It should be no surprise to those who know me that my biggest trigger is the topic of weight loss.  It’s a very difficult area for me to even talk about or write about, and I tiptoe around the subject as much as I can.  Even the words put me into either a blind rage or a blubbering 7 year old.  I become a slave to that raw emotion, and I wish to hell that I could control it.  So I dance around the subject, trying to talk about it the best way that I can.

It wasn’t until I came across an inspirational woman’s blog that I was finally able to find the words that I could use to talk about the issue without tripping my triggers.  It’s when I took away the words weight loss and replaced them with “getting healthy” that my head instantly started to clear. .  The Health at Every Size movement is really fascinating and I had never heard of it before.  It was the freedom of being freed from the dependence on the scale and the pounds that I felt like maybe I was ready to take control of my life. I am not talented enough to put things the way that she does, so you should give her stuff a read if you get a chance – http://danceswithfat.wordpress.com

Now, I am definitely not saying that I am Healthy.  I eat like crap, I don’t get enough activity, and I am really bad at taking care of myself.  But I think that if I can focus on loving my body enough to WANT to change things to make me feel better I can actually do it.  And if I don’t even focus on the losing weight as a measure of my progress, then I might actually succeed.  I want to stop hating myself.  And that doesn’t start with getting healthy, but maybe in the process of appreciating the skin I’m in, I will learn to take better care of it.

So where does this body shame come from?  Is it any wonder?  We’re surrounded by imagery every day of the ways that we should hate ourselves.  But they’re telling us this for “our own good”.  As if they will FINALLY get our attention that we should hate the way we look and do something about it.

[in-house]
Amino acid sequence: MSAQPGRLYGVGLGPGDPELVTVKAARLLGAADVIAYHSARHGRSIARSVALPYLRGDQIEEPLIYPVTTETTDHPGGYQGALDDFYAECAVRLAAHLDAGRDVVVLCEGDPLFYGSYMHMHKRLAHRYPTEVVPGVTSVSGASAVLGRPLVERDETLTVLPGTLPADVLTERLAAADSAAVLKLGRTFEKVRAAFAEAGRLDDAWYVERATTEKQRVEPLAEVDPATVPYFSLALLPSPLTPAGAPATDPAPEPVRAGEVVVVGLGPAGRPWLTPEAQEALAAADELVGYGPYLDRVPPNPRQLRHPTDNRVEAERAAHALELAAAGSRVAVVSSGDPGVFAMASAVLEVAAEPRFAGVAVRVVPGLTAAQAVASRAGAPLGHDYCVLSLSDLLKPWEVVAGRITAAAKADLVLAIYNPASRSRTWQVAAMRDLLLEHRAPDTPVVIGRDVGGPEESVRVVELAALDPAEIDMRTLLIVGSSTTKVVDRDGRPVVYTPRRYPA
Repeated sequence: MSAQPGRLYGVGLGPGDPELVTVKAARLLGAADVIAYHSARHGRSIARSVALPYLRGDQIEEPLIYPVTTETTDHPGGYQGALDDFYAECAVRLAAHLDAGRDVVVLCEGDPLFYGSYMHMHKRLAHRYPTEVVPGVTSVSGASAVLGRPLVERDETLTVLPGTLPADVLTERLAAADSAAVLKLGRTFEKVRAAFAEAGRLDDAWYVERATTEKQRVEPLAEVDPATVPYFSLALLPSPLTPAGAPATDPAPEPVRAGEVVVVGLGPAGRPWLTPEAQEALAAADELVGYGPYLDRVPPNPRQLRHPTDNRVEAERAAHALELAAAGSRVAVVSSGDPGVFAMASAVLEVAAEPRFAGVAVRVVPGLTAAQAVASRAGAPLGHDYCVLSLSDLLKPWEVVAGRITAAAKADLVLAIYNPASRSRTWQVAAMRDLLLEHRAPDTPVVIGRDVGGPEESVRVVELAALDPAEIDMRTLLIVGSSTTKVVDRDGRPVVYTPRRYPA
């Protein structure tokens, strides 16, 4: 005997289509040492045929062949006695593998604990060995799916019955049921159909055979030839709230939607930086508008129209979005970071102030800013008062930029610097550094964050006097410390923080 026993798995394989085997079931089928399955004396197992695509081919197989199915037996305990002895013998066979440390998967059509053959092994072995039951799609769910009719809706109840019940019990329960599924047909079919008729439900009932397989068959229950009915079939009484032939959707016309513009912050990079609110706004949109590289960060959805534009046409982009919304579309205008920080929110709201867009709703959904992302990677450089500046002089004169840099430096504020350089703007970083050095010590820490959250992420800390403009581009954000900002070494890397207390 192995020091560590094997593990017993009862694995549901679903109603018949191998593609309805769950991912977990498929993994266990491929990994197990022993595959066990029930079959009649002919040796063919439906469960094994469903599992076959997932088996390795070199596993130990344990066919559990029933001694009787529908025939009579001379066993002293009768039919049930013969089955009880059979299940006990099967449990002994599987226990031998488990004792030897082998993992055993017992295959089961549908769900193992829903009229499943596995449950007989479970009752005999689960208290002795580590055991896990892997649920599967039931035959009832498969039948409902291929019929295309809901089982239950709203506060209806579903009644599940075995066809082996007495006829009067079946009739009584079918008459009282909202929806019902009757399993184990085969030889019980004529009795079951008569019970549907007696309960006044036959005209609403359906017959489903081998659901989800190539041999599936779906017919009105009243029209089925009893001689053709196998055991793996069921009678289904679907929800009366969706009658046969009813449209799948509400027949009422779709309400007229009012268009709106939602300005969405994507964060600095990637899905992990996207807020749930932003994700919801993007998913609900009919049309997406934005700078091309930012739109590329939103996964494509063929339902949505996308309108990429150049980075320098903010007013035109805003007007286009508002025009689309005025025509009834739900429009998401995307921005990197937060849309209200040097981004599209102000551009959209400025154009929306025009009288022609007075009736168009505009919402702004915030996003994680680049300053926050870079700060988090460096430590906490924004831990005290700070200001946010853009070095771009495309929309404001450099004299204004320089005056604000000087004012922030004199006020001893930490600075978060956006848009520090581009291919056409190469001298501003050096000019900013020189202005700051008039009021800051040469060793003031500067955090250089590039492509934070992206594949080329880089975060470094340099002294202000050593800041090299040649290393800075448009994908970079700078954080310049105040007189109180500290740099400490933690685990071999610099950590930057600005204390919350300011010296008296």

And it hurts worse when it’s taught from a young age how much you should hate yourself by someone who is supposed to love you unconditionally.

One of my previous therapists wanted me to write out what I thought were “pivotal moments” in the development of my self-image.  I was in a bad place at the time and didn’t take it seriously.  But now I think it’s quite helpful to try to pinpoint where it all went wrong.  Does identifying the source of these triggers make them go away?

When I was 7 years old, I gained 50 pounds in 6 months.  My mother was incredibly concerned and confused, because as a nurse, this was something she couldn’t wrap her head around.  I don’t remember this of course, but I know this happened shortly after I started taking phenobarbital for my seizures.  Again, I’m not a doctor, so I don’t know what happened here, and my memories are pretty cloudy for that time of my life.  So without explaining, my mother took me to the doctor.  Well, no, to a dietician.  I remember sitting next to my mom in uncomfortable chairs on the other side of a huge desk.  And the doctor telling me that my weight was unacceptable and it had to change.  As if I had any control over what I was eating.  As if I wasn’t a really active kid already.  I remember looking to my mom for encouragement or help or something, and she wasn’t saying anything, it was like she was tuned out.  I don’t remember anything else about the appointment.  But I remember crying later when I told my dad about it.  I asked him why everyone wanted me to change who I was.  He just hugged me while I cried.  I remember getting really angry and slamming my door. I remember crying and screaming and throwing things. I remember feeling completely out of control.  My mother never spoke to me about that appointment again.  But put me on what was my first “diet”.

At 7, I was on swim team, and I rode my bike everywhere.  Ok, so I sucked at running and gym class was usually a nightmare for me, but I was a kid.  I was doing kid things.  I didn’t have any understanding of the side effects of my medication.  I didn’t understand what having epilepsy meant.  I was just…a kid.  I wanted to be a kid like everyone else.  But suddenly all this “diet” food started creeping into the house, and my mom started taking me to aerobics classes with her.  And I was hungry all the time.  And I thought I deserved it.  I took everything to heart.  I didn’t understand why my sister and I did the exact same things and ate the exact same things and she looked the way she did.  But I learned to hate the scale, and hate the food, and hate the person looking back in the mirror.  I was 7.

That is just scratching the surface of the layers upon layers of hurt and sadness I have on my body and on my heart.  And maybe I am weak because I can’t control it.  Maybe I’m crazy because I let that still define me.  That was 27 years ago.  But I instantly feel like that 7 year old girl that is out of control when the topic of “weight loss” and “diets” come up.